Michelle Howden

Michelle speaking to Maryborough Correctional Centre staff on International Women’s Day.

Michelle speaking to Maryborough Correctional Centre staff on International Women’s Day.

Michelle (Shelly) Howden is a Butchulla and Woppaburra woman who is a mother of four and a grandmother to one. Culturally, Shelly is a mother and grandmother to many more. She comes from a long line of strong women who not only fought for gender equality but also had to fight for equality based on their race.

Motivated by strong female role models that include her Aunty Rene, Shelly’s eyes were opened up to a greater world, and the importance that education can play in one’s life. Aunty Rene was the trailblazer in her family and became the first Aboriginal teacher on Palm Island, even going on to achieve a Master of Education. This inspired Shelly to be the first member of her own family to graduate Year 12.

Wanting more, Shelly started her career in the Federal Government and later as a student to graduate with a Bachelor of Applied Science in Indigenous Community Management. Now with the Department of Aboriginal and Torres Strait Islander Partnerships as a Senior Project Officer, Shelly contributes to improving the lives of Aboriginal and Torres Strait Islander people every day.

“My career in the federal and now state government has spanned over 22 years,” Shelly said.

“I’ve had the opportunity to act in various management roles and I have the aspiration to become a Regional Director, but my accomplishments have not come easy.”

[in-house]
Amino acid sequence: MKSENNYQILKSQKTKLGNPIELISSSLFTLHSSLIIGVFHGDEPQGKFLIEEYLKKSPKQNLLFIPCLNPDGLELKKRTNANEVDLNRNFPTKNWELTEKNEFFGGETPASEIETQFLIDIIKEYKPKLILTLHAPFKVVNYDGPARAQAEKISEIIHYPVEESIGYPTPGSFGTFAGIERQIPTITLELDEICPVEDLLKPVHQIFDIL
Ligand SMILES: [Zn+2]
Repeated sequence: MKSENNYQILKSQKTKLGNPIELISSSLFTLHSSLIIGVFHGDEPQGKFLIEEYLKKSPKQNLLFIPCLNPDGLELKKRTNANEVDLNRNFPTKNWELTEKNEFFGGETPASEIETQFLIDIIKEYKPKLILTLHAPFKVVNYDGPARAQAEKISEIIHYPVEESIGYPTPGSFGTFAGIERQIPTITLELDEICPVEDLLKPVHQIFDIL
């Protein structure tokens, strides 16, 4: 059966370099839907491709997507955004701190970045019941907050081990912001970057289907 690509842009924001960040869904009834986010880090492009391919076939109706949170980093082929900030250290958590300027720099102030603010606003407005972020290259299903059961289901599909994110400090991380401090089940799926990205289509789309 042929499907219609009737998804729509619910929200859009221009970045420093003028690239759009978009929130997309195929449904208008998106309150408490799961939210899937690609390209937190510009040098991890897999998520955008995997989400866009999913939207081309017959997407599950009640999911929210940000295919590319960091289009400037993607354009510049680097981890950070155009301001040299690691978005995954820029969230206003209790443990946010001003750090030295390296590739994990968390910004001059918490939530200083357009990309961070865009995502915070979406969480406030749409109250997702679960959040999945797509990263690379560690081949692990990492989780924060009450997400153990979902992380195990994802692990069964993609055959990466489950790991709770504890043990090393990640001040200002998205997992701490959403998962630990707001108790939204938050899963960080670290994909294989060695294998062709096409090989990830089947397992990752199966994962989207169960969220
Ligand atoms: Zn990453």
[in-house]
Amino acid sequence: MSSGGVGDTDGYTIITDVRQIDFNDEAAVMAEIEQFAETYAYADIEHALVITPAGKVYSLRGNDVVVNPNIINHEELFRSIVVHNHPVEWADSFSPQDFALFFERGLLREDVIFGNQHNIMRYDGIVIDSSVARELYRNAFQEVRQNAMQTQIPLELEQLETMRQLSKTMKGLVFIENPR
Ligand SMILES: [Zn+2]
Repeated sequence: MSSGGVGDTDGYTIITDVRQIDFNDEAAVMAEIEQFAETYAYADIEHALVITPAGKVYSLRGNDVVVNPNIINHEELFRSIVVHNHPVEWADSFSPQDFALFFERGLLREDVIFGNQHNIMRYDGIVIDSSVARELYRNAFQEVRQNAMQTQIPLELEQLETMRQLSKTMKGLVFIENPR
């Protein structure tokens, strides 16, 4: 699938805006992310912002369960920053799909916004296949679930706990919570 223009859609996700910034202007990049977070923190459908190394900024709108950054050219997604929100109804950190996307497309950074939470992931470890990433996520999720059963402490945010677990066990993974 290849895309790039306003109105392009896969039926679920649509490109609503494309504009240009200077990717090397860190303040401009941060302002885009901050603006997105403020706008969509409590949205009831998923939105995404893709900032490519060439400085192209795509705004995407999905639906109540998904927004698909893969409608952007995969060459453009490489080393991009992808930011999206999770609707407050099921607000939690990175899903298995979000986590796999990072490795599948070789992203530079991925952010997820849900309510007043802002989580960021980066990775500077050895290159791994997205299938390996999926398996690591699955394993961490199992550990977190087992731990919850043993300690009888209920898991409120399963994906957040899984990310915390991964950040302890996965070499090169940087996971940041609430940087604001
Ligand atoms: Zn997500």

Away from her career, Shelly was a victim of domestic and family violence, which impacted on her self-esteem, confidence, wellbeing and at times, even her ability to function or attend work, which culminated in a life changing event late in 2017.

Shelley shared her courageous story with Maryborough Correctional Centre staff on International Women’s Day recently.

“With my partners I made some bad choices which resulted in lack of support and decades of domestic violence.

“I always had to be mindful and consider any work business that took me away from the family home, even if it was just for a night.”

But with the support of her family, colleagues and workplace, Shelly has come out of the experience a wiser person and feels that she can still achieve so much more.

“Like many women in the same situation, I also say I am a full-time mother and full-time worker, but I do it all in part-time hours as there are never enough hours in the day… ordinary women do extraordinary things every day.”

Motivated by female leaders within her own department and those within government, Shelly continues to press for progress, something her Aunty Rene will be very proud of.